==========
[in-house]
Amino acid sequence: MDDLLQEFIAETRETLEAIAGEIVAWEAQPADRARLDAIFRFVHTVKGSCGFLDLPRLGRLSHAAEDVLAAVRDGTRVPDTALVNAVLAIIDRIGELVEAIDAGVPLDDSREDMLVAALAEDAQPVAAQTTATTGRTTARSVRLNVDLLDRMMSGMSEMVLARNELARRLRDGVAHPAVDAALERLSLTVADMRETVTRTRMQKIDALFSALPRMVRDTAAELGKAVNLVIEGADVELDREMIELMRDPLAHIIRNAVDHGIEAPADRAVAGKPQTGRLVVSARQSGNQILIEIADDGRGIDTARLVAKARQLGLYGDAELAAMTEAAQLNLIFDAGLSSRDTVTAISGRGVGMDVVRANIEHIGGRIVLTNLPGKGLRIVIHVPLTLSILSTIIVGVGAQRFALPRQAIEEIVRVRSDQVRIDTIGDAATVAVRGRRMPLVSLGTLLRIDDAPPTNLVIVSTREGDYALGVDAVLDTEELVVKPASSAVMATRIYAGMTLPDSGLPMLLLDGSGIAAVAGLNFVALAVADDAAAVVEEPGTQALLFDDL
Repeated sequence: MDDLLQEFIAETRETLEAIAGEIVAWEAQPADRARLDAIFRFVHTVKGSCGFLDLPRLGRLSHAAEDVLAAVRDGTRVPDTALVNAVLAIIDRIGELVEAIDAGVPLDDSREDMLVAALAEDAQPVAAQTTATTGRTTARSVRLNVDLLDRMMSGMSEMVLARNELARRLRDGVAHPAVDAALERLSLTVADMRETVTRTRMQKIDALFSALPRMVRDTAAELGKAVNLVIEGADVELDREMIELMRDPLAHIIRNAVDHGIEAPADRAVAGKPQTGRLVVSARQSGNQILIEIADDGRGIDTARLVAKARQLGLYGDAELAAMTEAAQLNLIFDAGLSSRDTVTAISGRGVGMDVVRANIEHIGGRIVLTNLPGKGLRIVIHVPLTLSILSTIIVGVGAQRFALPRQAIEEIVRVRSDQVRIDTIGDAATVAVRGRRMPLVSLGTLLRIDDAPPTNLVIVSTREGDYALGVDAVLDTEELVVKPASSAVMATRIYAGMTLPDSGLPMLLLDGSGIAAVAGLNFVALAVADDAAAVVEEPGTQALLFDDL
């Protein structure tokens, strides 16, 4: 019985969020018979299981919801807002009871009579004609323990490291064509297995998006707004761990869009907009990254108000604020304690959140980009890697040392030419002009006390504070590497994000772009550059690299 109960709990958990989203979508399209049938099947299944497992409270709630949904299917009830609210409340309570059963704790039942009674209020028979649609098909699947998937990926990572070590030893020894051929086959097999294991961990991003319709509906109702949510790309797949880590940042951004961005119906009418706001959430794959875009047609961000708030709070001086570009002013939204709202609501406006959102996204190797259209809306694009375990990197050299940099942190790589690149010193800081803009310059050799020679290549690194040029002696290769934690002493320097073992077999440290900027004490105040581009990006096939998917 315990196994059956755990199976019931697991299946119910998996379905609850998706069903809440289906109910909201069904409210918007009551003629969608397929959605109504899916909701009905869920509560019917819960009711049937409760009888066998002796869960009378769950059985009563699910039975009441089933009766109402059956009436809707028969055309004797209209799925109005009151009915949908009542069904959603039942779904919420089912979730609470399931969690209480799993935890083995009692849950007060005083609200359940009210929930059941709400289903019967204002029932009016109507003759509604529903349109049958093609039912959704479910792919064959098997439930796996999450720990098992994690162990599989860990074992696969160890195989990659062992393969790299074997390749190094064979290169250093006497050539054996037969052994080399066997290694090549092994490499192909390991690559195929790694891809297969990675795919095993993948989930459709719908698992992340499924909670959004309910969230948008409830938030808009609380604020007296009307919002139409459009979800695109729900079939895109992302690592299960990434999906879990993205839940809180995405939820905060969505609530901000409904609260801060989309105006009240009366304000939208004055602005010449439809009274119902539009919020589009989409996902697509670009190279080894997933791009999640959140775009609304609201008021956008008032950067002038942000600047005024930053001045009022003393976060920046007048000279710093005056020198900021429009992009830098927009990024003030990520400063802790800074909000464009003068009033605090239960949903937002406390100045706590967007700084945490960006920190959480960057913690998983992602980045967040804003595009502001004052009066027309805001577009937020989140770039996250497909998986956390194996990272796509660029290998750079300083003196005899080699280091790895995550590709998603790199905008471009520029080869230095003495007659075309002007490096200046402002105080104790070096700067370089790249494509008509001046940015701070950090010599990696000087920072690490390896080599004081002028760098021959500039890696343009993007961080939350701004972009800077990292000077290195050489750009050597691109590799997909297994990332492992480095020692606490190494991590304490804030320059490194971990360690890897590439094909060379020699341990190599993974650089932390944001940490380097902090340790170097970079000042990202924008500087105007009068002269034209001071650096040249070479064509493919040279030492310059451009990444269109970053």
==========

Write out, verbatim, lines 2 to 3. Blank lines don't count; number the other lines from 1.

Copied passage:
Amino acid sequence: MDDLLQEFIAETRETLEAIAGEIVAWEAQPADRARLDAIFRFVHTVKGSCGFLDLPRLGRLSHAAEDVLAAVRDGTRVPDTALVNAVLAIIDRIGELVEAIDAGVPLDDSREDMLVAALAEDAQPVAAQTTATTGRTTARSVRLNVDLLDRMMSGMSEMVLARNELARRLRDGVAHPAVDAALERLSLTVADMRETVTRTRMQKIDALFSALPRMVRDTAAELGKAVNLVIEGADVELDREMIELMRDPLAHIIRNAVDHGIEAPADRAVAGKPQTGRLVVSARQSGNQILIEIADDGRGIDTARLVAKARQLGLYGDAELAAMTEAAQLNLIFDAGLSSRDTVTAISGRGVGMDVVRANIEHIGGRIVLTNLPGKGLRIVIHVPLTLSILSTIIVGVGAQRFALPRQAIEEIVRVRSDQVRIDTIGDAATVAVRGRRMPLVSLGTLLRIDDAPPTNLVIVSTREGDYALGVDAVLDTEELVVKPASSAVMATRIYAGMTLPDSGLPMLLLDGSGIAAVAGLNFVALAVADDAAAVVEEPGTQALLFDDL
Repeated sequence: MDDLLQEFIAETRETLEAIAGEIVAWEAQPADRARLDAIFRFVHTVKGSCGFLDLPRLGRLSHAAEDVLAAVRDGTRVPDTALVNAVLAIIDRIGELVEAIDAGVPLDDSREDMLVAALAEDAQPVAAQTTATTGRTTARSVRLNVDLLDRMMSGMSEMVLARNELARRLRDGVAHPAVDAALERLSLTVADMRETVTRTRMQKIDALFSALPRMVRDTAAELGKAVNLVIEGADVELDREMIELMRDPLAHIIRNAVDHGIEAPADRAVAGKPQTGRLVVSARQSGNQILIEIADDGRGIDTARLVAKARQLGLYGDAELAAMTEAAQLNLIFDAGLSSRDTVTAISGRGVGMDVVRANIEHIGGRIVLTNLPGKGLRIVIHVPLTLSILSTIIVGVGAQRFALPRQAIEEIVRVRSDQVRIDTIGDAATVAVRGRRMPLVSLGTLLRIDDAPPTNLVIVSTREGDYALGVDAVLDTEELVVKPASSAVMATRIYAGMTLPDSGLPMLLLDGSGIAAVAGLNFVALAVADDAAAVVEEPGTQALLFDDL